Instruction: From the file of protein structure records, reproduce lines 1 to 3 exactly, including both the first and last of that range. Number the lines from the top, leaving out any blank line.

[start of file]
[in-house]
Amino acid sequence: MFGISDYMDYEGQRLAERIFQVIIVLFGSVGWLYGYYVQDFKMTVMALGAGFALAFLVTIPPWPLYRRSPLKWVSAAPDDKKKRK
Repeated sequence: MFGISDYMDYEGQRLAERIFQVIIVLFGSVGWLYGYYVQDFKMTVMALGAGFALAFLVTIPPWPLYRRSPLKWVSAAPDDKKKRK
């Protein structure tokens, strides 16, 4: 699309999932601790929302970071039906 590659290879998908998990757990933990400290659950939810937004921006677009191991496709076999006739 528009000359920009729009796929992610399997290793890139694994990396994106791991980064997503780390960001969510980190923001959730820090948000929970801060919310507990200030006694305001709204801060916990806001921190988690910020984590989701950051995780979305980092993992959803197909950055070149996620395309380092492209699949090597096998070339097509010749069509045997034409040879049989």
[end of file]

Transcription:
[in-house]
Amino acid sequence: MFGISDYMDYEGQRLAERIFQVIIVLFGSVGWLYGYYVQDFKMTVMALGAGFALAFLVTIPPWPLYRRSPLKWVSAAPDDKKKRK
Repeated sequence: MFGISDYMDYEGQRLAERIFQVIIVLFGSVGWLYGYYVQDFKMTVMALGAGFALAFLVTIPPWPLYRRSPLKWVSAAPDDKKKRK